“Comic Book Confidential”: Framing the Underground

comicbookconfidential

Comic books have largely been misunderstood for years, viewed by the average non-comic reader as a product for children featuring the escapades of caped crusaders. Needless to say, this outlook misses some of the finer points of comic history, and the entire movement of underground comics. In 1988, along came Comic Book Confidential, which cleared the air and presented some of the great major and underground comic legends of time past. Harnessing kitschy music and visual elements borrowed from the books themselves, the film contains interviews of industry giants and showcases some of their most compelling work.

Comics have a fascinating history and various genres, including romance, western, crime and horror. Each genre with their respective time in the sun. In the 1950’s, crime and horror comics were at the heart of a moral panic. The Comic Book Code was thought up to better protect the children of America from what was in-between the pages of their favourite reading materials. The Code made it so various words, such as ‘terror’ or ‘weird’, could not be used and potentially offending art was removed entirely from the page. Eventually, regulations were eased up enough for comic creators to draw and write to their hearts content.

The film interviews many a big name in the comic industry, including Stan Lee, Jack Kirby, and Will Eisner. We also get to hear from indie darlings such as Art Spiegelman, Lynda Barry, Robert Crumb and Harvey Pekar. We get to see each creator’s art and writing style, receive insight into their work and learn what drives them to write their stories.

The way in which the creator’s work is displayed is both the film’s strongest and weakest element. Indeed, one of the most striking aspects of this documentary is how it truly adopts the look of comics and brings them to life. Comic Book Confidential achieves this by highlighting character cutouts, animated panels, comic book style typography, and having creators present dramatic readings of their work. This distinct visual style sets the tone for the documentary, which is as interested in the medium as in the creators themselves. Unfortunately, the film suffers from too much of a good thing. As more and more creators are interviewed, I felt bogged down in their work, and although it highlights their talents, it ultimately slows the pace of the film. The tactic becomes tired, and I longed for the film to switch it up a little, and perhaps offer a few more in-depth interviews instead.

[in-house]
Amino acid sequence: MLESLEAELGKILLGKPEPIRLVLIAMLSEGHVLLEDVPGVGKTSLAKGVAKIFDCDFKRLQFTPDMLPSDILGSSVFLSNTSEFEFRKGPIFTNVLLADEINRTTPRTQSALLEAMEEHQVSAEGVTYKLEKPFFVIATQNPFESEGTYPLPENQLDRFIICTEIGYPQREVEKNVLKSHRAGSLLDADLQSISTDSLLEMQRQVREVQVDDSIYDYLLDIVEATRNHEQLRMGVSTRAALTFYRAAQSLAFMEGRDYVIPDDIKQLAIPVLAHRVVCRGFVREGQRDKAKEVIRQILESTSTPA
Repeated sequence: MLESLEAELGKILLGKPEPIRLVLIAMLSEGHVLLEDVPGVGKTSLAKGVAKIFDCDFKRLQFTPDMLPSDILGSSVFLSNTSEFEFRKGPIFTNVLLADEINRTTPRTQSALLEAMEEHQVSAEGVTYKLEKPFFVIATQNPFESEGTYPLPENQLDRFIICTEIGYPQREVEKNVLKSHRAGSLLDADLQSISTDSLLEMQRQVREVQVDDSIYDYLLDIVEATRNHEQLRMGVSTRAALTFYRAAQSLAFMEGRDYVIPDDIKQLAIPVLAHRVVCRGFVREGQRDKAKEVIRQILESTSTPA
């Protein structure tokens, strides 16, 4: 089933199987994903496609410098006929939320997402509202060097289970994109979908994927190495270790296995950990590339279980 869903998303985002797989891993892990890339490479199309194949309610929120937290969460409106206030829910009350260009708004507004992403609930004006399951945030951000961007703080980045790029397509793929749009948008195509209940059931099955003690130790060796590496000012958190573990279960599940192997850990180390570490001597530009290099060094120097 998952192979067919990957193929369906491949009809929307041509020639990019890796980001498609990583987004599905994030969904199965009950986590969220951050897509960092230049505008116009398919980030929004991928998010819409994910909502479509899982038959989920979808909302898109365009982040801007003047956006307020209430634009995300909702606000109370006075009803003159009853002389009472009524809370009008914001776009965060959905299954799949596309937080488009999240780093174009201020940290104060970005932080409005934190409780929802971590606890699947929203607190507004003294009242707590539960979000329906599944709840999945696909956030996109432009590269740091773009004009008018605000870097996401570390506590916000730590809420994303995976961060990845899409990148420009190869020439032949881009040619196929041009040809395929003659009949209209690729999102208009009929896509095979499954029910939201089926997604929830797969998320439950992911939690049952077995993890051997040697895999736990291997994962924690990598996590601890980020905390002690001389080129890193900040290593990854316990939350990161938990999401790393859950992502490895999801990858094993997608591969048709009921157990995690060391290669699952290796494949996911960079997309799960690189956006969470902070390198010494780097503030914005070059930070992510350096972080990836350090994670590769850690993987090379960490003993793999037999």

Although the film touches on the popularity of superhero comics and mainstream titles, the ultimate focus of the film is on underground comic books. Here is where the most daring and intellectually challenging work thrives. Shary Flenniken notes that her ‘innocent’ art style allowed her to write more freely about topics such as sex and capitol punishment. Books such as Spiegelman’s Maus, about his parent’s incarceration in concentration camps, Sue Coe’s How to Commit Suicide in South Africa, a visual history of apartheid, and Charles Burns’s work on the horrors of everyday life, are just a few examples of the variety of subjects underground comic creators have tackled. Comic Book Confidential casts a wide net, and though its interviews are brief, it presents a fairly cohesive look at underground and mainstream comics from the 1940’s to the 1980’s.